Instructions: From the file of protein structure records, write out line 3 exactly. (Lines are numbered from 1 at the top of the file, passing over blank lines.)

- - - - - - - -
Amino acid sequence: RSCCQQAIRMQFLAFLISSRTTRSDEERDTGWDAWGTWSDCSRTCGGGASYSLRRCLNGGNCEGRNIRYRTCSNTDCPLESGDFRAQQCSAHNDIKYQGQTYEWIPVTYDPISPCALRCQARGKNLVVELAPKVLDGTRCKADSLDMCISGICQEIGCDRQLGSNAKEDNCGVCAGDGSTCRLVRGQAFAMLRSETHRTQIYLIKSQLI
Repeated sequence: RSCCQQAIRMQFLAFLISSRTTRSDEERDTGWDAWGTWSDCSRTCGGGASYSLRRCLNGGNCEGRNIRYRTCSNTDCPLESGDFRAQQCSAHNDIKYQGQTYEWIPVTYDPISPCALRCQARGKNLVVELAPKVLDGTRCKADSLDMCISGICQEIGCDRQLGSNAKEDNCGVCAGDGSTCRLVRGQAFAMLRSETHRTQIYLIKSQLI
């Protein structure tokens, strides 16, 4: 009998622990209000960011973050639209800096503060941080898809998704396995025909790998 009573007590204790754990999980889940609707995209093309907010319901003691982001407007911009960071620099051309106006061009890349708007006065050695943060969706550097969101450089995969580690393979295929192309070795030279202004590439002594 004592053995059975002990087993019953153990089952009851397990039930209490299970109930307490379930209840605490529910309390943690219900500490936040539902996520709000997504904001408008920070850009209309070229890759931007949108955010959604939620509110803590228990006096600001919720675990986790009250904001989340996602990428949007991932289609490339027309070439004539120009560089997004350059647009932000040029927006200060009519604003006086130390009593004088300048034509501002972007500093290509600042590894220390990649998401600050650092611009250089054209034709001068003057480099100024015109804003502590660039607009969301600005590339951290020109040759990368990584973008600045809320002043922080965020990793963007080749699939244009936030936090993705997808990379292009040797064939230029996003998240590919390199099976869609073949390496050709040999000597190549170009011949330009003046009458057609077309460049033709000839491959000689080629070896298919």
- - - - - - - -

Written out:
């Protein structure tokens, strides 16, 4: 009998622990209000960011973050639209800096503060941080898809998704396995025909790998 009573007590204790754990999980889940609707995209093309907010319901003691982001407007911009960071620099051309106006061009890349708007006065050695943060969706550097969101450089995969580690393979295929192309070795030279202004590439002594 004592053995059975002990087993019953153990089952009851397990039930209490299970109930307490379930209840605490529910309390943690219900500490936040539902996520709000997504904001408008920070850009209309070229890759931007949108955010959604939620509110803590228990006096600001919720675990986790009250904001989340996602990428949007991932289609490339027309070439004539120009560089997004350059647009932000040029927006200060009519604003006086130390009593004088300048034509501002972007500093290509600042590894220390990649998401600050650092611009250089054209034709001068003057480099100024015109804003502590660039607009969301600005590339951290020109040759990368990584973008600045809320002043922080965020990793963007080749699939244009936030936090993705997808990379292009040797064939230029996003998240590919390199099976869609073949390496050709040999000597190549170009011949330009003046009458057609077309460049033709000839491959000689080629070896298919």